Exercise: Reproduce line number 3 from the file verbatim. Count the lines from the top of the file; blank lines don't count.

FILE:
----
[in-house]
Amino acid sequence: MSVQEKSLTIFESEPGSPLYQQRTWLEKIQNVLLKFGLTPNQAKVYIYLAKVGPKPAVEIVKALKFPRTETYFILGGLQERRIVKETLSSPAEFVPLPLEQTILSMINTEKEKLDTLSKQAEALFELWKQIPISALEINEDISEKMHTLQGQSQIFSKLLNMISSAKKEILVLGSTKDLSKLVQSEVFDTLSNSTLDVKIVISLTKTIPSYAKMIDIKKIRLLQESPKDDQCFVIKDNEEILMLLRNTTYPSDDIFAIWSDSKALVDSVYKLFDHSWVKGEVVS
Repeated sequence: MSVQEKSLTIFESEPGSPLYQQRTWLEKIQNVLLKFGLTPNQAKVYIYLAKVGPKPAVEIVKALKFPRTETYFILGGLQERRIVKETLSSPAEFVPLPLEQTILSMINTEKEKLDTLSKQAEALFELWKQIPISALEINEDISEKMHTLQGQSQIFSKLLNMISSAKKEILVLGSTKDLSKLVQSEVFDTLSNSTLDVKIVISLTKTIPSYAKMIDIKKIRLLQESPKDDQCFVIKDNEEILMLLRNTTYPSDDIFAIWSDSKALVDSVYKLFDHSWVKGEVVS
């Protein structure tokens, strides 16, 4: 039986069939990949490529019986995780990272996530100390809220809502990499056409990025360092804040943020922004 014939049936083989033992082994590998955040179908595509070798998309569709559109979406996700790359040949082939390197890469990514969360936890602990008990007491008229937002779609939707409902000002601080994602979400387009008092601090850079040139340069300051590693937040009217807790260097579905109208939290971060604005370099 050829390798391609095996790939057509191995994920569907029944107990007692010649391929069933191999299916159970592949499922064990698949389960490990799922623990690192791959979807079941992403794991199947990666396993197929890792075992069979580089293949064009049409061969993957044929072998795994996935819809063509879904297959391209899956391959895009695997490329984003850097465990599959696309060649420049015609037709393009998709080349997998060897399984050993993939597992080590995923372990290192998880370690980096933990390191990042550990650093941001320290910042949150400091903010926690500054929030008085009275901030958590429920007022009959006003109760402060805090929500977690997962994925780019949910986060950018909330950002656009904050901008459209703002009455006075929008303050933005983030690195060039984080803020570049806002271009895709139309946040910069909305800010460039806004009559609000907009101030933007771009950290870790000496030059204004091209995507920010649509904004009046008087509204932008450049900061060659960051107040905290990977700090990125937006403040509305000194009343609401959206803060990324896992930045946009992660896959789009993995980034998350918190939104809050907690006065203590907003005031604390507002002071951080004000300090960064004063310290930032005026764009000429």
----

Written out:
Repeated sequence: MSVQEKSLTIFESEPGSPLYQQRTWLEKIQNVLLKFGLTPNQAKVYIYLAKVGPKPAVEIVKALKFPRTETYFILGGLQERRIVKETLSSPAEFVPLPLEQTILSMINTEKEKLDTLSKQAEALFELWKQIPISALEINEDISEKMHTLQGQSQIFSKLLNMISSAKKEILVLGSTKDLSKLVQSEVFDTLSNSTLDVKIVISLTKTIPSYAKMIDIKKIRLLQESPKDDQCFVIKDNEEILMLLRNTTYPSDDIFAIWSDSKALVDSVYKLFDHSWVKGEVVS